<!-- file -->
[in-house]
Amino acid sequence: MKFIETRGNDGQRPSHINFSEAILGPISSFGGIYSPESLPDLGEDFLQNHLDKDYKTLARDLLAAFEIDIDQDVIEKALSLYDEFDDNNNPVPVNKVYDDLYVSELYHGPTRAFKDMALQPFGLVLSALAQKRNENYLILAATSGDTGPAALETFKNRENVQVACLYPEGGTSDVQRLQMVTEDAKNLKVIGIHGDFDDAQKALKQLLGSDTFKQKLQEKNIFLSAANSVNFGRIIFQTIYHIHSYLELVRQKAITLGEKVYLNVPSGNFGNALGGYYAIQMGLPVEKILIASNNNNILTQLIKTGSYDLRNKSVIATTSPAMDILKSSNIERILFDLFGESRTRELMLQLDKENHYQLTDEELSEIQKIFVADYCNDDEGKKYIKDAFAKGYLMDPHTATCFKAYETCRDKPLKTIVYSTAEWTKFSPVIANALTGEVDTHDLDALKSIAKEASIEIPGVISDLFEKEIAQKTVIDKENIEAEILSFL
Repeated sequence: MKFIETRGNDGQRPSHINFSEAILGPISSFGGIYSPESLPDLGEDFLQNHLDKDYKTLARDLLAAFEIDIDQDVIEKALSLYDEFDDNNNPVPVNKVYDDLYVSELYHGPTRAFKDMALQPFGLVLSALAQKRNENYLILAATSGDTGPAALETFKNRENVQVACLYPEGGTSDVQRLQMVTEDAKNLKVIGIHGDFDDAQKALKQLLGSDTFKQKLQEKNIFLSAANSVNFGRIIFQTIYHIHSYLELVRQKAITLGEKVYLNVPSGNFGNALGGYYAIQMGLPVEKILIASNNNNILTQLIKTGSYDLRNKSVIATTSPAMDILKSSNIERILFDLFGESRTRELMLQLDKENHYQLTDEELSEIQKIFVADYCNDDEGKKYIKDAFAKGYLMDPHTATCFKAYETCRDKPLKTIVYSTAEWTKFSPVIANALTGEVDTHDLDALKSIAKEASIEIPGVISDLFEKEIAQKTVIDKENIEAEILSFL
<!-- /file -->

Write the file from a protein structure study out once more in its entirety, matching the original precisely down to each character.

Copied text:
[in-house]
Amino acid sequence: MKFIETRGNDGQRPSHINFSEAILGPISSFGGIYSPESLPDLGEDFLQNHLDKDYKTLARDLLAAFEIDIDQDVIEKALSLYDEFDDNNNPVPVNKVYDDLYVSELYHGPTRAFKDMALQPFGLVLSALAQKRNENYLILAATSGDTGPAALETFKNRENVQVACLYPEGGTSDVQRLQMVTEDAKNLKVIGIHGDFDDAQKALKQLLGSDTFKQKLQEKNIFLSAANSVNFGRIIFQTIYHIHSYLELVRQKAITLGEKVYLNVPSGNFGNALGGYYAIQMGLPVEKILIASNNNNILTQLIKTGSYDLRNKSVIATTSPAMDILKSSNIERILFDLFGESRTRELMLQLDKENHYQLTDEELSEIQKIFVADYCNDDEGKKYIKDAFAKGYLMDPHTATCFKAYETCRDKPLKTIVYSTAEWTKFSPVIANALTGEVDTHDLDALKSIAKEASIEIPGVISDLFEKEIAQKTVIDKENIEAEILSFL
Repeated sequence: MKFIETRGNDGQRPSHINFSEAILGPISSFGGIYSPESLPDLGEDFLQNHLDKDYKTLARDLLAAFEIDIDQDVIEKALSLYDEFDDNNNPVPVNKVYDDLYVSELYHGPTRAFKDMALQPFGLVLSALAQKRNENYLILAATSGDTGPAALETFKNRENVQVACLYPEGGTSDVQRLQMVTEDAKNLKVIGIHGDFDDAQKALKQLLGSDTFKQKLQEKNIFLSAANSVNFGRIIFQTIYHIHSYLELVRQKAITLGEKVYLNVPSGNFGNALGGYYAIQMGLPVEKILIASNNNNILTQLIKTGSYDLRNKSVIATTSPAMDILKSSNIERILFDLFGESRTRELMLQLDKENHYQLTDEELSEIQKIFVADYCNDDEGKKYIKDAFAKGYLMDPHTATCFKAYETCRDKPLKTIVYSTAEWTKFSPVIANALTGEVDTHDLDALKSIAKEASIEIPGVISDLFEKEIAQKTVIDKENIEAEILSFL